Patrick Chan said nothing wrong – in fact he’s dead right
Listening to a couple of commentators talk about Patrick Chan on the radio this morning, it sounded like he was going to have to surrender his Canadian passport before the Grand Prix Final in Quebec City this week.
They were talking as if the world champion figure skater had reportedly said he would rather skate for his parents’ birth country of China.
The only thing is he never said that. Not once in the Reuters report that is being cited as the source did Chan say any such thing.
Here’s the first block of quotes from Reuters:
"If you look at all the sports in China, the government is extremely involved and they are extremely proud of their athletes. People understand better what we do as skaters," Chan told Reuters in a telephone interview ahead of this week's Grand Prix Final in Quebec.
"Sometimes I feel we are not appreciated for how much work we put in. If my parents hadn't emigrated from China and say I had skated for China, things would have been very different. My parents wouldn't have had to make as much sacrifices as they have and there would be a lot more respect for what we do as figure skaters.
"I'm extremely well recognized in Korea just because of what I do on the ice and there is a lack of that in Canada because hockey is our sport and it will be for eternity. Figure skating has lost the draw and the attention (it used to have before)."
Okay, so what’s wrong with that?
Athletes are better supported in China and many other countries. Would he want to live and compete under that regime in China? Unlikely. But he’s NOT saying “I want to skate for China.”
He’s saying his parents wouldn’t have to make the sacrifices for him they’ve made here – which for them has meant going into debt and living apart as Chan trains in Colorado Springs, where mother Karen oversees things.
Let’s face it, Patrick Chan’s initials don’t stand for “politically correct.” He says what he thinks, but does not always think before he speaks. Better to have that than the robotic responses you get in most hockey dressing rooms.
Figure skating has lost its lustre and with it Chan’s chance to cash in on his world record breaking win at the world championships. It had to be disappointing to win so big and so impressively in Moscow and come home to a minimum of fanfare.
Let’s face it, very few people eve knew or cared there was a Grand Prix Final in Quebec City this week before Chan’s comments created a stir.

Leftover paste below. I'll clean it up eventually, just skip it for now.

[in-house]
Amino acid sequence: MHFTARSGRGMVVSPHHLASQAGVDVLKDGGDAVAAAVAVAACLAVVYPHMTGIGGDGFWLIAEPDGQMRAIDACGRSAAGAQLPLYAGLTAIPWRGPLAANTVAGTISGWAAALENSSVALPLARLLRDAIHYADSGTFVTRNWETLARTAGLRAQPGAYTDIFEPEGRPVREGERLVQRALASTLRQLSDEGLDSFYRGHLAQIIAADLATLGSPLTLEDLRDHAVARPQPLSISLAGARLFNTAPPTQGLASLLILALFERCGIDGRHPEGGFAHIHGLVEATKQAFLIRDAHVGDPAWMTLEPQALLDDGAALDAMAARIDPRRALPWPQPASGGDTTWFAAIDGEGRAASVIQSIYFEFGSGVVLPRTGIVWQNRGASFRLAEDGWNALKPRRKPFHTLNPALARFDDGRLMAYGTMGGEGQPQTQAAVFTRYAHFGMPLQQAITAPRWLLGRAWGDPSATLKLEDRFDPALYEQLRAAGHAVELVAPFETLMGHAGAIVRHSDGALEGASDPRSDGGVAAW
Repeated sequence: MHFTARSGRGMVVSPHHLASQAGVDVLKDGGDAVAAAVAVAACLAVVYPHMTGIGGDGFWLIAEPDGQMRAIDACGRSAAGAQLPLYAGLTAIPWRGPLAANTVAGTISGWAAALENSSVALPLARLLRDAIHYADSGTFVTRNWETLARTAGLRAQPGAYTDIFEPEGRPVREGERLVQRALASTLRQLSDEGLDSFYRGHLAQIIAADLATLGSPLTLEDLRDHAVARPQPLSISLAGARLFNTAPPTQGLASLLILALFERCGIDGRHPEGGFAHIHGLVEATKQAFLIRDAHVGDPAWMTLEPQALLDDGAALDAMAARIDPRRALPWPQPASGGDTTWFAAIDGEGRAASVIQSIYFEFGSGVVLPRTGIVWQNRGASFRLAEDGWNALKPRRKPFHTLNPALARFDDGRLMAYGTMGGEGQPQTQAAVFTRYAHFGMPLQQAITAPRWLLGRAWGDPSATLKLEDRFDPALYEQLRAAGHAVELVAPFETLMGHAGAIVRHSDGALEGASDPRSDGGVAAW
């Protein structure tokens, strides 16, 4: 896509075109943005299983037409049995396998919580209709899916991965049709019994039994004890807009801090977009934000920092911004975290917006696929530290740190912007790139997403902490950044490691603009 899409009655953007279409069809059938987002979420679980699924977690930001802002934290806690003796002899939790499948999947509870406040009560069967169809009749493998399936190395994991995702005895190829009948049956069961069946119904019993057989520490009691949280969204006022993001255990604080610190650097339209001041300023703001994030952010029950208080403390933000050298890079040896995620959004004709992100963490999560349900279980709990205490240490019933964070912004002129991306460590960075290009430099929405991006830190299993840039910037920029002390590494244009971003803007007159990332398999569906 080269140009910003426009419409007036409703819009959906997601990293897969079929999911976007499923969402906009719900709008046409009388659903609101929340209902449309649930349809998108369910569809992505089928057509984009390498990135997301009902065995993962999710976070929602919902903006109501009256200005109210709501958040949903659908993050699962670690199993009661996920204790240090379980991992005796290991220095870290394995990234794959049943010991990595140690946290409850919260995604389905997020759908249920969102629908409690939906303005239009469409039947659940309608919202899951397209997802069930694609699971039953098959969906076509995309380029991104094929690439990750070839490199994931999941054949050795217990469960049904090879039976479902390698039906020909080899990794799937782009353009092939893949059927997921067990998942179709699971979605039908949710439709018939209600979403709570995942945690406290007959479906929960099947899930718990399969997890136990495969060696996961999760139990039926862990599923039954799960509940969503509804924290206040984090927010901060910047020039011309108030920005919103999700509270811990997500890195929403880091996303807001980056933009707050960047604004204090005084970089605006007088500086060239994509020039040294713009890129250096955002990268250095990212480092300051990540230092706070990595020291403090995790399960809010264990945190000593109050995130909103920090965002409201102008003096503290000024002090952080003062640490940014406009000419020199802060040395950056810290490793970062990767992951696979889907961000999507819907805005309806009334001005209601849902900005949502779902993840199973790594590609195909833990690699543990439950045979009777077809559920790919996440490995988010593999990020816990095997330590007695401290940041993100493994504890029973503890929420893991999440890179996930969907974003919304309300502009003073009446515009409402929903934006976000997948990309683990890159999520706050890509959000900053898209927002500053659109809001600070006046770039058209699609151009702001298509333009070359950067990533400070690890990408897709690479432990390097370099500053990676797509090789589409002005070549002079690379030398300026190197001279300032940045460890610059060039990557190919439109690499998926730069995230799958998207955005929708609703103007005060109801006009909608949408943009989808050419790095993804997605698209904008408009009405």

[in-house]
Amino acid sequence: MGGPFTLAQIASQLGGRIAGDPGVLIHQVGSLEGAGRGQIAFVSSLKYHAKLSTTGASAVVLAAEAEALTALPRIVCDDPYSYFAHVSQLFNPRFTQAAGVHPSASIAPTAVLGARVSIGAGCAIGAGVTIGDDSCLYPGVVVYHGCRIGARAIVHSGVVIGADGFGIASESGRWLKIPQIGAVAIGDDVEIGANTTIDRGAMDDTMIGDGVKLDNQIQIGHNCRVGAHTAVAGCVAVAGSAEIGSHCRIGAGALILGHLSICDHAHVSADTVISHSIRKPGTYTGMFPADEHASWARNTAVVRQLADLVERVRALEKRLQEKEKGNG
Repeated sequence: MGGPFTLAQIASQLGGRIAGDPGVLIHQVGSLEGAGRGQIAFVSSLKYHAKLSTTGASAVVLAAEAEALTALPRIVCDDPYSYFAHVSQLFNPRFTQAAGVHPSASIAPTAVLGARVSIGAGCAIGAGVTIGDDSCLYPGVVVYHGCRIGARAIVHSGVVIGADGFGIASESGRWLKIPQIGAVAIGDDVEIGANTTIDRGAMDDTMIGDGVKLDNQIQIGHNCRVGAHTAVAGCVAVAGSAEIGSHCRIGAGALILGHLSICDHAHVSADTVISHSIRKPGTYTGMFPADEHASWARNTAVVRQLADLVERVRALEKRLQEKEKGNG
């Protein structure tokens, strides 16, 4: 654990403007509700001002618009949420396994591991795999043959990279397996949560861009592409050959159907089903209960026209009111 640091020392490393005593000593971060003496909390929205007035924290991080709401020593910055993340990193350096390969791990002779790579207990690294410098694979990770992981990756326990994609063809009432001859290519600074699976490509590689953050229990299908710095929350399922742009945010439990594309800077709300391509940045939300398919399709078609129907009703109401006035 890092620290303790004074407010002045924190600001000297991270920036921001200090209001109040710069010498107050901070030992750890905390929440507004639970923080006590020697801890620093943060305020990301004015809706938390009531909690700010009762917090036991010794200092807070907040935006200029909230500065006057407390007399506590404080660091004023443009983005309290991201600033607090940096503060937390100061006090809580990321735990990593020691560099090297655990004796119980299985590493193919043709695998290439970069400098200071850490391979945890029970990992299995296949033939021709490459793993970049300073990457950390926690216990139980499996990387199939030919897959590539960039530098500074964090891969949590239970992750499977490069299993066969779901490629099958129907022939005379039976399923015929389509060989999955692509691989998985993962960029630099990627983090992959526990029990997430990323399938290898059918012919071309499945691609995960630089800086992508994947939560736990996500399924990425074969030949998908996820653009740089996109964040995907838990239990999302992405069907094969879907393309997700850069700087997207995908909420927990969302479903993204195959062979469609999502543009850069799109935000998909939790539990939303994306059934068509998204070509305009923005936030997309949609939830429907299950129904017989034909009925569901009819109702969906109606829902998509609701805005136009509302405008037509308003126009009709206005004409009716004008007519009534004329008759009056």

As for not being appreciated in his own country, he’s got some very good company – almost all of his fellow Olympians. Wasn’t that Olympic skeleton champion Jon Montgomery and teammate Mellisa Hollingsworth practically having to beg recently for a major sponsor for their federation just over a year after the Vancouver Games?
Most of our athletes and their sports are way more appreciated in other countries. Heck, the Canadian canoe and kayak team used to be sponsored by a Hungarian company.
Okay, here’s the other main quote from Reuters regarding his Chinese heritage:
"Several years ago I felt more Canadian but I'm slowly feeling more Chinese and feel I should be more proud of being Chinese and appreciate where I've come from. (This is because) of the support I get from the Chinese community in Canada," Chan, who is fluent in English, French and Cantonese, said as he took a break from his intensive training schedule.
"I do (wish I could have represented both China and Canada when I compete). That would be the ideal situation... in a perfect world."
What’s wrong with that? He DIDN’T say “I want to compete for China.” He’s gaining more appreciation as he gets older for his Chinese heritage and wishes he could pay it homage by competing for both.
The Chinese community in Toronto has given him huge support with at least two big fundraisers.
People are hammering Chan on this. Undoubtedly, Don Cherry will use him as a punching bag on Coaches Corner, though he should take note the kid does play hockey.
In Canada more than anywhere else, people should be able to understand his pride in his background.
Everybody loved it when wrestler Daniel Igali kissed the Canadian flag after winning Olympic gold at the 2000 Sydney Games, but a big part of his heart was still in Nigeria – in fact he’s a politician there now.
When Chan won big in Moscow, he was only carrying one flag. Take a look at the picture above to see which one it was.